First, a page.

Alcohol Industry, Corporate Social Responsibility and Country Features in Latin America
Introduction and Aims
Research on corporate behavior can contribute to the understanding of the possible adverse impacts of alcohol‐industry corporate social responsibility (CSR) initiatives and their potential influence on policymaking. This study explores the association between alcohol‐industry CSR activities and selected country features in Latin America and the Caribbean.
Design and Methods
Nine health experts evaluated 148 CSR activities using a standardised protocol; activities were classified into the categories risk management CSR (rmCSR), that is, to avoid/rectify externalities (n = 67), and strategic CSR, that is, to fulfill philanthropic responsibilities (n = 81). The researchers evaluated the associations, separately, between the number of rmCSR and of strategic CSR actions in each country with threats from public health measures (specifically, the level of research into alcohol consumption and harms, the existence of an alcohol surveillance system and the number of governmental alcohol policy actions) and per capita alcohol consumption; the analysis was adjusted by economic indices (country income level and the gross domestic product) and population size.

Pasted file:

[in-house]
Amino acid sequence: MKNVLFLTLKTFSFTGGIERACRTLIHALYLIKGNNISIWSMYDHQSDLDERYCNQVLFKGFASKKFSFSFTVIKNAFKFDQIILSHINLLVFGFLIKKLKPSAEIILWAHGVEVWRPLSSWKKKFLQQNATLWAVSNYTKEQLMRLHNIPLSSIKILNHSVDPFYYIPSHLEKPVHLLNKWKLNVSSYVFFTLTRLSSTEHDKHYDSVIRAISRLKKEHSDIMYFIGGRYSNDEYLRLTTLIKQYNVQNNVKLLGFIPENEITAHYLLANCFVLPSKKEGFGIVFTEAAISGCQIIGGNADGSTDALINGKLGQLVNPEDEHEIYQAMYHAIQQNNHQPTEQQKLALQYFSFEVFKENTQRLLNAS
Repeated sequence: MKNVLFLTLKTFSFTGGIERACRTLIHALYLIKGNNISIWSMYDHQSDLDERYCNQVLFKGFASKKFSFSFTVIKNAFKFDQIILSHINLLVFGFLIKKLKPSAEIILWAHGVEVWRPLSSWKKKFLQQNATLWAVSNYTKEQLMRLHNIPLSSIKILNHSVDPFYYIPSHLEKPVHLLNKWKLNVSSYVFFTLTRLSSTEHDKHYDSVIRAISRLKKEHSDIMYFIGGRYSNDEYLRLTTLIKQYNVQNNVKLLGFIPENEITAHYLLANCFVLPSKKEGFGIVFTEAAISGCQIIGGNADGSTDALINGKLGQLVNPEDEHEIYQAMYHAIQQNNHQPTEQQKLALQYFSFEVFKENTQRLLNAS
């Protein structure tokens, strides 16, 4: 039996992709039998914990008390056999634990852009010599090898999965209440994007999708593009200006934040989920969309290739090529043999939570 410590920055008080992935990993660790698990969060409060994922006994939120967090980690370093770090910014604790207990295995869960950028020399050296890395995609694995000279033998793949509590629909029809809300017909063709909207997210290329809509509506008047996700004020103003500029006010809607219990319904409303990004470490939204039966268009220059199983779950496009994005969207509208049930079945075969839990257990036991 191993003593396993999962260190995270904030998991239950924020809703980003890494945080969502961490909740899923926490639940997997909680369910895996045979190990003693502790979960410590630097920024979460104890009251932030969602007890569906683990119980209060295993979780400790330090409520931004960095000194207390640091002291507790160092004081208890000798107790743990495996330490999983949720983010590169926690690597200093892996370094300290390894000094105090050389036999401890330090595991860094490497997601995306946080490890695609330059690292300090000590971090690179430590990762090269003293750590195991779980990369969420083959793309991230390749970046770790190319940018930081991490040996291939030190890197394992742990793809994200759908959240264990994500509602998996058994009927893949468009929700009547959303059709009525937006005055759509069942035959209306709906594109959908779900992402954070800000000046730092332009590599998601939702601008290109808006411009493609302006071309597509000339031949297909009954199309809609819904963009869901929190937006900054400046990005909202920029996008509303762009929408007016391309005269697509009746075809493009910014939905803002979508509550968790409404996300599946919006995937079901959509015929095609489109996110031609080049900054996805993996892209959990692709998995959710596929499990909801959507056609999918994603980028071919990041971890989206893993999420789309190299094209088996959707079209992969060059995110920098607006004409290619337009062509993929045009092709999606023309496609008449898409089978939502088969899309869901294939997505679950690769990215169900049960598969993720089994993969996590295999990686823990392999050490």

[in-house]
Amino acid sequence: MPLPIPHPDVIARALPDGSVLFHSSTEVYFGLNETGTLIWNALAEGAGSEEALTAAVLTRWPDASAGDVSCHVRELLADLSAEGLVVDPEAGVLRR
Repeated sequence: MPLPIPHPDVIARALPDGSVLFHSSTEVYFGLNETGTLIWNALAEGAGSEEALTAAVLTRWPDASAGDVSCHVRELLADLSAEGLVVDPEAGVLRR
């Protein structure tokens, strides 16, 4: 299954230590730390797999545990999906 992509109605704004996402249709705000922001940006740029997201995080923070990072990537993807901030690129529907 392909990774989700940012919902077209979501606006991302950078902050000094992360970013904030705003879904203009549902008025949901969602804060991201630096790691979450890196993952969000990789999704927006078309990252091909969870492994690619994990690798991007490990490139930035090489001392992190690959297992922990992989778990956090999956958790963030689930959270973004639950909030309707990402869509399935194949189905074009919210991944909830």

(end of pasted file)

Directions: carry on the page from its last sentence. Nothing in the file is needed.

Multivariate analyses showed that the higher the level of alcohol research within a country and its per capita consumption, the more likely rmSCR activities were to occur, independently of the country’s economic development or population.
Discussion and Conclusions
Results suggest rmSCR actions could be implemented as a way to preserve markets by counteracting scientific evidence about alcohol related harms. This evidence could serve as a starting point to future research, contributing to the understanding of alcohol industry behavior and the advancement of effective public policies.